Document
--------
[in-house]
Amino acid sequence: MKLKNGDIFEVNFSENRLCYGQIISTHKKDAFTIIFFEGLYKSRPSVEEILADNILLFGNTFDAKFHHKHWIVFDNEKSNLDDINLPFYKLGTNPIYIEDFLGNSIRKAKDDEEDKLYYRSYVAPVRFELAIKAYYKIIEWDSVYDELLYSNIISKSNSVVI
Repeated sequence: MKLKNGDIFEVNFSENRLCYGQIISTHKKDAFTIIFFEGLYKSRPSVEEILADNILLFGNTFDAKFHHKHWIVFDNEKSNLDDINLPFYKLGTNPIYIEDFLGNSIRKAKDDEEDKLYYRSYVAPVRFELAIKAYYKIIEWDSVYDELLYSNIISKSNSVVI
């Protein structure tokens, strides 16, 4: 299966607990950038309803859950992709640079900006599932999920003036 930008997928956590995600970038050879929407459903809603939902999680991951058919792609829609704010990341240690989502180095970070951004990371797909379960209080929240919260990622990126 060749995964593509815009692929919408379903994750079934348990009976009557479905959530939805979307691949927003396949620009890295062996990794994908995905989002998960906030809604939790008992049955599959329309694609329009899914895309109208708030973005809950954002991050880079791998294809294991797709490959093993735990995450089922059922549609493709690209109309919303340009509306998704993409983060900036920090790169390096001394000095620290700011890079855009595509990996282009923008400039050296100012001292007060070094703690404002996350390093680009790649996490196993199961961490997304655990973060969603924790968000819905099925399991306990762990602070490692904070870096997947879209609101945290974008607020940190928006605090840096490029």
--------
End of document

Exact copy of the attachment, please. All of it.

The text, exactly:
[in-house]
Amino acid sequence: MKLKNGDIFEVNFSENRLCYGQIISTHKKDAFTIIFFEGLYKSRPSVEEILADNILLFGNTFDAKFHHKHWIVFDNEKSNLDDINLPFYKLGTNPIYIEDFLGNSIRKAKDDEEDKLYYRSYVAPVRFELAIKAYYKIIEWDSVYDELLYSNIISKSNSVVI
Repeated sequence: MKLKNGDIFEVNFSENRLCYGQIISTHKKDAFTIIFFEGLYKSRPSVEEILADNILLFGNTFDAKFHHKHWIVFDNEKSNLDDINLPFYKLGTNPIYIEDFLGNSIRKAKDDEEDKLYYRSYVAPVRFELAIKAYYKIIEWDSVYDELLYSNIISKSNSVVI
């Protein structure tokens, strides 16, 4: 299966607990950038309803859950992709640079900006599932999920003036 930008997928956590995600970038050879929407459903809603939902999680991951058919792609829609704010990341240690989502180095970070951004990371797909379960209080929240919260990622990126 060749995964593509815009692929919408379903994750079934348990009976009557479905959530939805979307691949927003396949620009890295062996990794994908995905989002998960906030809604939790008992049955599959329309694609329009899914895309109208708030973005809950954002991050880079791998294809294991797709490959093993735990995450089922059922549609493709690209109309919303340009509306998704993409983060900036920090790169390096001394000095620290700011890079855009595509990996282009923008400039050296100012001292007060070094703690404002996350390093680009790649996490196993199961961490997304655990973060969603924790968000819905099925399991306990762990602070490692904070870096997947879209609101945290974008607020940190928006605090840096490029």